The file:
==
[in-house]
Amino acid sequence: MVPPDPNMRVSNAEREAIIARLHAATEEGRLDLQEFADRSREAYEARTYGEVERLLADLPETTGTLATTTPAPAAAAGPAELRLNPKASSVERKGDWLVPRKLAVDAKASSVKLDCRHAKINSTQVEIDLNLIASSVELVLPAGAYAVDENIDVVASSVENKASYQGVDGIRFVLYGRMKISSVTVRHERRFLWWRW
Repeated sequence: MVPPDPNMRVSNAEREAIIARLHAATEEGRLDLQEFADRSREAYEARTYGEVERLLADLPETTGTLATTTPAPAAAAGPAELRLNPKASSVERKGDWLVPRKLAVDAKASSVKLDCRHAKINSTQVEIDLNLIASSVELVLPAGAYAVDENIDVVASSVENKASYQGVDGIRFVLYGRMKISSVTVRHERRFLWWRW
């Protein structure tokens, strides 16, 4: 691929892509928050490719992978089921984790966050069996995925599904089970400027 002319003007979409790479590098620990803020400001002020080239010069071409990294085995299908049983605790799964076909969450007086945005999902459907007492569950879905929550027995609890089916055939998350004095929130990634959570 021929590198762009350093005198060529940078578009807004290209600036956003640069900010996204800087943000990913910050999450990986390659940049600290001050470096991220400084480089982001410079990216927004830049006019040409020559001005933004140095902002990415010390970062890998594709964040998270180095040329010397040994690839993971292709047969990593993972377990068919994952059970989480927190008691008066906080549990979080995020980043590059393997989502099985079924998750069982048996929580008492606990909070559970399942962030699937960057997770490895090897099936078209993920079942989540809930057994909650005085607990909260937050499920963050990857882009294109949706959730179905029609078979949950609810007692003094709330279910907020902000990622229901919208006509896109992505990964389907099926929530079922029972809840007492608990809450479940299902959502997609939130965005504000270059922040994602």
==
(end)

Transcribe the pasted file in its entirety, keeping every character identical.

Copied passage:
[in-house]
Amino acid sequence: MVPPDPNMRVSNAEREAIIARLHAATEEGRLDLQEFADRSREAYEARTYGEVERLLADLPETTGTLATTTPAPAAAAGPAELRLNPKASSVERKGDWLVPRKLAVDAKASSVKLDCRHAKINSTQVEIDLNLIASSVELVLPAGAYAVDENIDVVASSVENKASYQGVDGIRFVLYGRMKISSVTVRHERRFLWWRW
Repeated sequence: MVPPDPNMRVSNAEREAIIARLHAATEEGRLDLQEFADRSREAYEARTYGEVERLLADLPETTGTLATTTPAPAAAAGPAELRLNPKASSVERKGDWLVPRKLAVDAKASSVKLDCRHAKINSTQVEIDLNLIASSVELVLPAGAYAVDENIDVVASSVENKASYQGVDGIRFVLYGRMKISSVTVRHERRFLWWRW
């Protein structure tokens, strides 16, 4: 691929892509928050490719992978089921984790966050069996995925599904089970400027 002319003007979409790479590098620990803020400001002020080239010069071409990294085995299908049983605790799964076909969450007086945005999902459907007492569950879905929550027995609890089916055939998350004095929130990634959570 021929590198762009350093005198060529940078578009807004290209600036956003640069900010996204800087943000990913910050999450990986390659940049600290001050470096991220400084480089982001410079990216927004830049006019040409020559001005933004140095902002990415010390970062890998594709964040998270180095040329010397040994690839993971292709047969990593993972377990068919994952059970989480927190008691008066906080549990979080995020980043590059393997989502099985079924998750069982048996929580008492606990909070559970399942962030699937960057997770490895090897099936078209993920079942989540809930057994909650005085607990909260937050499920963050990857882009294109949706959730179905029609078979949950609810007692003094709330279910907020902000990622229901919208006509896109992505990964389907099926929530079922029972809840007492608990809450479940299902959502997609939130965005504000270059922040994602």